OffsetDateTime odt = OffsetDateTime.of(, ZoneOffset.of("+03:00"));
OffsetTime ot = OffsetTime.of(, ZoneOffset.of("-08:00"));

Both classes have practically the same methods that their LocalDateTime, ZonedDateTime, and LocalTime counterparts. With an offset from UTC and without time zone variations, they always represent an exact instant in time, which may be more suited for certain types of applications (the Java documentation recommends OffsetDateTime when communicating with a database or in a network protocol).

Parsing and Formatting

java.time.format.DateTimeFormatter is the new class for parsing and formatting dates. It can be used in two ways:

All format methods throw the runtime exception:
All parse methods throw the runtime exception:

DateTimeFormatter provides three ways to format date/time objects:

Predefined Formatters

Formatter Description Example
BASIC_ISO_DATE Date fields without separators 20150803
Date fields with separators
Date fields with separators and zone offset
2015-08-03 T13:40:10+07:00
ISO_ZONED_DATE_TIME A zoned date and time 2015-08-03 T13:40:10 +07:00 [Asia/Bangkok]
Date or Time with or without offset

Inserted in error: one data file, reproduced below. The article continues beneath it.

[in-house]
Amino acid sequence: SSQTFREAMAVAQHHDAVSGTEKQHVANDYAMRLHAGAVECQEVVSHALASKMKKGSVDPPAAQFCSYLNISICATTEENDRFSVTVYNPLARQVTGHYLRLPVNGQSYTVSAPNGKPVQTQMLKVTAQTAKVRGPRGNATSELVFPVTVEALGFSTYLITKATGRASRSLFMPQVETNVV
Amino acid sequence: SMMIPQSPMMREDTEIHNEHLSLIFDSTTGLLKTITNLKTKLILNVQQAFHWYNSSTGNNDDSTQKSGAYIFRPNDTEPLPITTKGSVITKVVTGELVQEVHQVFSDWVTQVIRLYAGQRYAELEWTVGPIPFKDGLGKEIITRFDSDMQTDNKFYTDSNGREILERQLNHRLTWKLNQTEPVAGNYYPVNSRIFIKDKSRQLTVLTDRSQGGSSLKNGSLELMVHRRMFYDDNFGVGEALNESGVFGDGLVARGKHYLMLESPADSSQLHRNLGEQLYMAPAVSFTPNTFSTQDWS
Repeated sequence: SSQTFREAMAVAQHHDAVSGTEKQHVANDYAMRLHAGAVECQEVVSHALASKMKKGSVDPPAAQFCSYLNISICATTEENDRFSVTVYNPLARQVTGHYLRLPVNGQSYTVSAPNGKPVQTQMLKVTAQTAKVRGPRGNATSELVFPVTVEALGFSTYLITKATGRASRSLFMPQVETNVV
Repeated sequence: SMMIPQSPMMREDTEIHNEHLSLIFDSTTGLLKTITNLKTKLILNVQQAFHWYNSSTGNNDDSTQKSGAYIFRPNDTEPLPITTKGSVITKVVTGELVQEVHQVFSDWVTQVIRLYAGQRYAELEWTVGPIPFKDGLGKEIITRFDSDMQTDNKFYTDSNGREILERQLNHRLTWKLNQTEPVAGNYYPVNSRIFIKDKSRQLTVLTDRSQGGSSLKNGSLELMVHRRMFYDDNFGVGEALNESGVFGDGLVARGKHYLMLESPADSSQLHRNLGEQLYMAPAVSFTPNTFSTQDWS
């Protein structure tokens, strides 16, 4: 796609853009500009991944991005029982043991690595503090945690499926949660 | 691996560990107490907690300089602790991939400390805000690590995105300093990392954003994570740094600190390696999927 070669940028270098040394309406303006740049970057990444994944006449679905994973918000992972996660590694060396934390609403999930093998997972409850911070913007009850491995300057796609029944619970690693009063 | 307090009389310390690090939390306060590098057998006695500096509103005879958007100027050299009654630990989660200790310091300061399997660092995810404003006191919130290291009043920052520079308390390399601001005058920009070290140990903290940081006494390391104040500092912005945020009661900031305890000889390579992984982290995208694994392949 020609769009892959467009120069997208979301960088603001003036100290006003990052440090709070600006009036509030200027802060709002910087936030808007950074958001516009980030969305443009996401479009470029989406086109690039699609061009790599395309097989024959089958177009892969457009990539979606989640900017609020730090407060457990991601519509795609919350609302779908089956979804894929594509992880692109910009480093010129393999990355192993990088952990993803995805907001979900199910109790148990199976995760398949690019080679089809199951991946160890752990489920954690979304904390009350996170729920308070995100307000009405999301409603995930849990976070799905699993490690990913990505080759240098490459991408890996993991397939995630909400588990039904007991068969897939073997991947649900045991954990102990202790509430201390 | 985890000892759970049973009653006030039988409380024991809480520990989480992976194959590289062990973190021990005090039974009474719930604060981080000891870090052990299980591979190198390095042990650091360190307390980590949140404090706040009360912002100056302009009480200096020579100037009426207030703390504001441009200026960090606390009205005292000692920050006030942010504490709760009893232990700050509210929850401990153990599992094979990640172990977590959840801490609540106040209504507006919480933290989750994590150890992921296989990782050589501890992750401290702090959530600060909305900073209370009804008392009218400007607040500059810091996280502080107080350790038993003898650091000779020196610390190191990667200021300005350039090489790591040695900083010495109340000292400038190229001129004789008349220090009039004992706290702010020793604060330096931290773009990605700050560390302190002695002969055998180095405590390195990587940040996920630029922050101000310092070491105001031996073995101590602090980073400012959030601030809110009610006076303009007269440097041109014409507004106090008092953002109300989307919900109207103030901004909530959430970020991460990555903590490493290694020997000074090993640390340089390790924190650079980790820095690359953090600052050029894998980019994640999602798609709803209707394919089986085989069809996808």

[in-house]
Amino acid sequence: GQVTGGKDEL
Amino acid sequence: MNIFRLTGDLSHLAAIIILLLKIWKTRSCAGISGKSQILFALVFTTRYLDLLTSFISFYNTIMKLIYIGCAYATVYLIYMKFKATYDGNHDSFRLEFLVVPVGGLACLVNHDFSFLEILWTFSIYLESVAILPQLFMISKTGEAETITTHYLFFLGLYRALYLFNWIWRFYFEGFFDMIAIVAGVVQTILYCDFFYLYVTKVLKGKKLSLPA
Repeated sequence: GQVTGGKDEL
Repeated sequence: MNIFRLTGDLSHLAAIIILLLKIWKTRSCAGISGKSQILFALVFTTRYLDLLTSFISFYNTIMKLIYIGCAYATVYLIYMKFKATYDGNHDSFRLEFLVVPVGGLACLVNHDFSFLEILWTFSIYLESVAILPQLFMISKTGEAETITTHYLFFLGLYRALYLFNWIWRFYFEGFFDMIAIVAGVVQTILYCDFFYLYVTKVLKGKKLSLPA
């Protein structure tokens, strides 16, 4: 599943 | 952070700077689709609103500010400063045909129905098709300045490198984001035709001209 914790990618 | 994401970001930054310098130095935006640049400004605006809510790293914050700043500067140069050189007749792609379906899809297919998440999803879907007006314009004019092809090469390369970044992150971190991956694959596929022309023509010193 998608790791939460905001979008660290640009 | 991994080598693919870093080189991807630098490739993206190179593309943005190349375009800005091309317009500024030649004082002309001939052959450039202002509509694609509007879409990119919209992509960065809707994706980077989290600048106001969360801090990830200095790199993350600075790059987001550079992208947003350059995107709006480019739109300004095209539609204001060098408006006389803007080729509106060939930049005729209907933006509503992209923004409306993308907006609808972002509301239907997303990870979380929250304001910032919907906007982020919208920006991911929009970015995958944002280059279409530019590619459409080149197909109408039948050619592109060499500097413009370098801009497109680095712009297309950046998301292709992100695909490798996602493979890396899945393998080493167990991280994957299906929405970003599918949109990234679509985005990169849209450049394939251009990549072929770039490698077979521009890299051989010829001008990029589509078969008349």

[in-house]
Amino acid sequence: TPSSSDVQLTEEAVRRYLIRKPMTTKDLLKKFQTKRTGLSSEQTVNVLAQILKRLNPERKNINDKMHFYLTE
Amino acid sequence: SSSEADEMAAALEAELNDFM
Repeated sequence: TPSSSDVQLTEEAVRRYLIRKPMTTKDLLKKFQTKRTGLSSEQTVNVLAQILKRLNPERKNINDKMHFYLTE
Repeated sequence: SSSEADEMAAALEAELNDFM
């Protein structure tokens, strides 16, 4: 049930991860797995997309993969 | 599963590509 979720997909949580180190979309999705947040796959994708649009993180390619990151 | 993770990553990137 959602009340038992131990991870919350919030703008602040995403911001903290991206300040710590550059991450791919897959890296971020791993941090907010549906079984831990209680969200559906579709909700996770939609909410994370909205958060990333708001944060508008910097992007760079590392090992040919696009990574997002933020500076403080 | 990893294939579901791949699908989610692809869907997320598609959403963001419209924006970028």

DateTime with ZoneId
2015-08-03 T13:40:10+07:00 [Asia/Bangkok]
ISO_INSTANT Date and Time of an Instant 2015-08-03 T13:40:10Z
ISO_ORDINAL_DATE Year and day of the year 2015-200
ISO_WEEK_DATE Year, week and day of the week 2015-W34-2
RFC_1123_DATE_TIME RFC 1123 / RFC 822 date format Mon, 3 Ago 2015 13:40:10 GMT

Locale-specific formatters

Style Date Time
SHORT 8/3/15 1:40 PM
MEDIUM Aug 03, 2015 1:40:00 PM
LONG August 03, 2015 1:40:00 PM PDT
FULL Monday, August 03, 2015 1:40:00 PM PDT

Custom Patterns

Symbol Meaning Examples
G Era AD; Anno Domini; A
u Year 2015; 15
y Year of Era 2015; 15
D Day of Year 150
M / L Month of Year 7; 07; Jul; July; J
d Day of Month 20
Q / q Quarter of year 2; 02; Q2; 2nd quarter
Y Week-based Year 2015; 15
w Week of Week-based Year 30
W Week of Month 2
E Day of Week Tue; Tuesday; T
e / c Localized Day of Week 2; 02; Tue; Tuesday; T
F Week of Month 2
a AM/PM of Day AM
h Hour (1-12) 10
K Hour (0-11) 1
k Hour (1-24) 20
H Hour (0-23) 23
m Minute 10
s Second 11
S Fraction of Second 999
A Milli of Day 2345
n Nano of Second 865437987
N Nano of Day 12986497300
V Time Zone ID Asia/Manila; Z; -06:00